This is a new level of creative excitement and purpose for Nintendo Switch owners with a maker streak. This becomes the potential for designers and would-be creators to make, test and experiment with games right inside the Nintendo Switch ecosystem and to see what kind of games they might be able to create. Whereas a dev kit could be hundreds or thousands of dollars, RPG Maker MV is consumer-level, ready to go and has a ton of potential as long as you’re in the “RPG” mindset. While not as versatile as SmileBasic4 in terms of different games, the sheer number of assets, including customizing music (with more being available with DLC) makes this a dream come true for fans who want to try their hand at making a JRPG. The small screen is daunting, to be sure, but you can overcome that with docking and with careful, precise exercises. The Switch just levelled up again. And now we will get to see what the next generation of gaming could look like from amateur hands with big dreams.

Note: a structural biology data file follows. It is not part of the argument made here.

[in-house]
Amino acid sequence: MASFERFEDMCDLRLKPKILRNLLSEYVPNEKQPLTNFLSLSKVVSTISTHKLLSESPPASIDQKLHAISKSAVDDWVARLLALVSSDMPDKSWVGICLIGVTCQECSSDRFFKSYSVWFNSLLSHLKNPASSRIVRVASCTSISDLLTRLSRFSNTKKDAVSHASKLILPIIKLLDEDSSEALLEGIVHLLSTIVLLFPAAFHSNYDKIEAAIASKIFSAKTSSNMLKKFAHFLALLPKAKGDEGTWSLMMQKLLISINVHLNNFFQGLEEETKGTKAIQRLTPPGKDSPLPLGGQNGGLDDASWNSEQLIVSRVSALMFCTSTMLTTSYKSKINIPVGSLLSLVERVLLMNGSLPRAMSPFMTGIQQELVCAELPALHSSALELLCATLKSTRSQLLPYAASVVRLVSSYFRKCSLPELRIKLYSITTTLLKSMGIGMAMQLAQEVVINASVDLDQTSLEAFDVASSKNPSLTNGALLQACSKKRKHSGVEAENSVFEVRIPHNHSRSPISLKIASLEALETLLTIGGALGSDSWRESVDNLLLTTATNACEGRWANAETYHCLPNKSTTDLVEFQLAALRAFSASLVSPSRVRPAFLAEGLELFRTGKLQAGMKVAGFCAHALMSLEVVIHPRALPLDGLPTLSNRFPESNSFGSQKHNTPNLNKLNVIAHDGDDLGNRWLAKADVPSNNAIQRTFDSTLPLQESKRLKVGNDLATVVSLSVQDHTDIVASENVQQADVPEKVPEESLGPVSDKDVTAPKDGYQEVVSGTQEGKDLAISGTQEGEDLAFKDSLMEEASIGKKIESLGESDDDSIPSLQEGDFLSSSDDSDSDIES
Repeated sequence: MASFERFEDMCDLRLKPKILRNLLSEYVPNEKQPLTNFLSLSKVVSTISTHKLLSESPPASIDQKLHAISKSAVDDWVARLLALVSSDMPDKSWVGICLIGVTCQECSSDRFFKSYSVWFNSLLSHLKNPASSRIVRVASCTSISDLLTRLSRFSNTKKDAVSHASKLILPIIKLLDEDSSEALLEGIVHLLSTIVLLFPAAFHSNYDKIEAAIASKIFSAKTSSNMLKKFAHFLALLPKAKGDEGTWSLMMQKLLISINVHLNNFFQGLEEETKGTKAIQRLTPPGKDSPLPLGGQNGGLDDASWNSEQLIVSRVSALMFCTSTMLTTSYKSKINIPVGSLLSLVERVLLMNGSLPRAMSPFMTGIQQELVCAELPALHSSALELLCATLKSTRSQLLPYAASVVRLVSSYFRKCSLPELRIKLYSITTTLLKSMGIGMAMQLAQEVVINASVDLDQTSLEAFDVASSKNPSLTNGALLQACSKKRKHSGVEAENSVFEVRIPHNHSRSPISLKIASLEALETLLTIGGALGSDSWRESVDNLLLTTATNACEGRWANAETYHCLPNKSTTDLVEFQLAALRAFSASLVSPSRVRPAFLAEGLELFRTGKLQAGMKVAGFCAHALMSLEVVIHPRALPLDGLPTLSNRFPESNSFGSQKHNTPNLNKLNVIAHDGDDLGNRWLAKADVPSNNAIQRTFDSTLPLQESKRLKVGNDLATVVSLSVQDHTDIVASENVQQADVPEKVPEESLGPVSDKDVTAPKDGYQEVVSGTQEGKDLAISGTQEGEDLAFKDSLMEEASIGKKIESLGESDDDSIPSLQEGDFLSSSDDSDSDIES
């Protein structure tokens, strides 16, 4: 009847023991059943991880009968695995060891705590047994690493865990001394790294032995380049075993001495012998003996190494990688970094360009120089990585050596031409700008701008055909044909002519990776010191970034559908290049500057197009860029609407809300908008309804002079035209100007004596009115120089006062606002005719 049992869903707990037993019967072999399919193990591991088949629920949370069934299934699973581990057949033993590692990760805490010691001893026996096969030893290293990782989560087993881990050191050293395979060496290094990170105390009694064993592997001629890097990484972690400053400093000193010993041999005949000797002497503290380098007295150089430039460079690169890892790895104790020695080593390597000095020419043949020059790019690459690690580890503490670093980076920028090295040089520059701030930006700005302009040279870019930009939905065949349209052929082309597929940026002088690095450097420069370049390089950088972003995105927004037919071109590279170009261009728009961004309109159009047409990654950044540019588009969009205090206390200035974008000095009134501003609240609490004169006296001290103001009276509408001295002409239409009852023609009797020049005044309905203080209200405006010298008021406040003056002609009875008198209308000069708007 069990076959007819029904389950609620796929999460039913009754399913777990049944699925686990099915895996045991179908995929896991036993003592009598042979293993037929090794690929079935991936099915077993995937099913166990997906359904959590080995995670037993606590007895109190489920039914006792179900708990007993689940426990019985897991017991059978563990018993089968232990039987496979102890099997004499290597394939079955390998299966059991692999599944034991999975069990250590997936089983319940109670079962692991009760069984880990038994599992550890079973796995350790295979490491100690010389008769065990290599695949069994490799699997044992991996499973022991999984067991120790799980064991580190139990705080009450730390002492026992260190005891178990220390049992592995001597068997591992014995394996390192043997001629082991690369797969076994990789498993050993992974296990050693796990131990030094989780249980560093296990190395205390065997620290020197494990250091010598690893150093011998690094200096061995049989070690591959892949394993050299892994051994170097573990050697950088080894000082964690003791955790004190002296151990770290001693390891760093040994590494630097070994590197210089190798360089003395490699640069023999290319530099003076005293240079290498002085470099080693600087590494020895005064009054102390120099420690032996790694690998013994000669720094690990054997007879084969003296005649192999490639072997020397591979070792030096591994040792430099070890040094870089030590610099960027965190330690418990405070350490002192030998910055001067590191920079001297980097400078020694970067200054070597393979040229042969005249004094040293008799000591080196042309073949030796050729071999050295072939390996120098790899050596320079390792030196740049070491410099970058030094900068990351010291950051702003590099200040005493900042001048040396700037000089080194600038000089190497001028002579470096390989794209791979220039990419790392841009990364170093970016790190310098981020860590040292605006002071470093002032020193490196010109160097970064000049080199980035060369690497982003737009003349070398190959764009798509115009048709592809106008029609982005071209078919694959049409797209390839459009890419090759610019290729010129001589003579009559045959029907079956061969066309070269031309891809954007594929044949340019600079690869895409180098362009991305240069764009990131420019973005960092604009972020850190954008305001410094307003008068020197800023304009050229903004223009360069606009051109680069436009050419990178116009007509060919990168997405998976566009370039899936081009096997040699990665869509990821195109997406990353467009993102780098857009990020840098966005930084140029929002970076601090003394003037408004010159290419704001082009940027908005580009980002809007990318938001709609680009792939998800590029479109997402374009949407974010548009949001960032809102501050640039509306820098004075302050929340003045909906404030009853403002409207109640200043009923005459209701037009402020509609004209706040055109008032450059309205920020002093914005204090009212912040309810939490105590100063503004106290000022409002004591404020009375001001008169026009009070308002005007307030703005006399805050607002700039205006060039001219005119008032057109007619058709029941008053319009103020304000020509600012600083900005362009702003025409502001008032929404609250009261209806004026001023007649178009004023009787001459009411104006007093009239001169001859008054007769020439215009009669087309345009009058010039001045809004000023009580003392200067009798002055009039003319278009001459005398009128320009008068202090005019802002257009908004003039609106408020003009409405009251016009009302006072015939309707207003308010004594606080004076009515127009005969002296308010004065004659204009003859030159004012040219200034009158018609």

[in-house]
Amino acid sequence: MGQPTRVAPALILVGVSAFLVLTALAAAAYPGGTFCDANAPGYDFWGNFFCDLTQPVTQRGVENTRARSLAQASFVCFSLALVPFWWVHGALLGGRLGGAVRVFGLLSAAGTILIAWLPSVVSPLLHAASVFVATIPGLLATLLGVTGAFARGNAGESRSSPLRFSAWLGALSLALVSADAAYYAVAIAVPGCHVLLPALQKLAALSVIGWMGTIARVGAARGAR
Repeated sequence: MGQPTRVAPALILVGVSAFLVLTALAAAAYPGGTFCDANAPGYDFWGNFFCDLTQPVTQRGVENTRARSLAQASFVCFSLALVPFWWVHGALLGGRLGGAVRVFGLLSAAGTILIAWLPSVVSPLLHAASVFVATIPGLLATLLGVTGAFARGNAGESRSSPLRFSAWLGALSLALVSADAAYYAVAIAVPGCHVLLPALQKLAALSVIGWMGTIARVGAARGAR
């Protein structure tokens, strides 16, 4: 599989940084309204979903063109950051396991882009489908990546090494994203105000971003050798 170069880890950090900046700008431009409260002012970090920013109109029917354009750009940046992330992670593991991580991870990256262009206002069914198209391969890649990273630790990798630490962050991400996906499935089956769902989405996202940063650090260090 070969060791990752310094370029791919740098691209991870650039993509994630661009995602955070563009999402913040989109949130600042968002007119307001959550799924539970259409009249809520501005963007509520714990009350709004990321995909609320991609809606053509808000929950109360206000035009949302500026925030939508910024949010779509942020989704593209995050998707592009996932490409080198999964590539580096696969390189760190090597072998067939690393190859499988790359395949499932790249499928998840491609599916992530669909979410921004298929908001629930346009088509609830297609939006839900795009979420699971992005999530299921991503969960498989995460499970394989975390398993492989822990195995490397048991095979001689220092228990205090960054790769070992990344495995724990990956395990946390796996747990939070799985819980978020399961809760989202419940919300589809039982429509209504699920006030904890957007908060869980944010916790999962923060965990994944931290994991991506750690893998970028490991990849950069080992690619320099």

REVIEW CODE: A complimentary Nintendo Switch code was provided to Bonus Stage for this review. Please send all review code enquiries to firstname.lastname@example.org.
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RPG Maker MV Review
Gameplay - 8/10
Graphics - 8/10
Sound - 8/10
Replay Value - 8/10
User Review( votes)
The future of game creation comes today, so that you can make the great JRPG of tomorrow.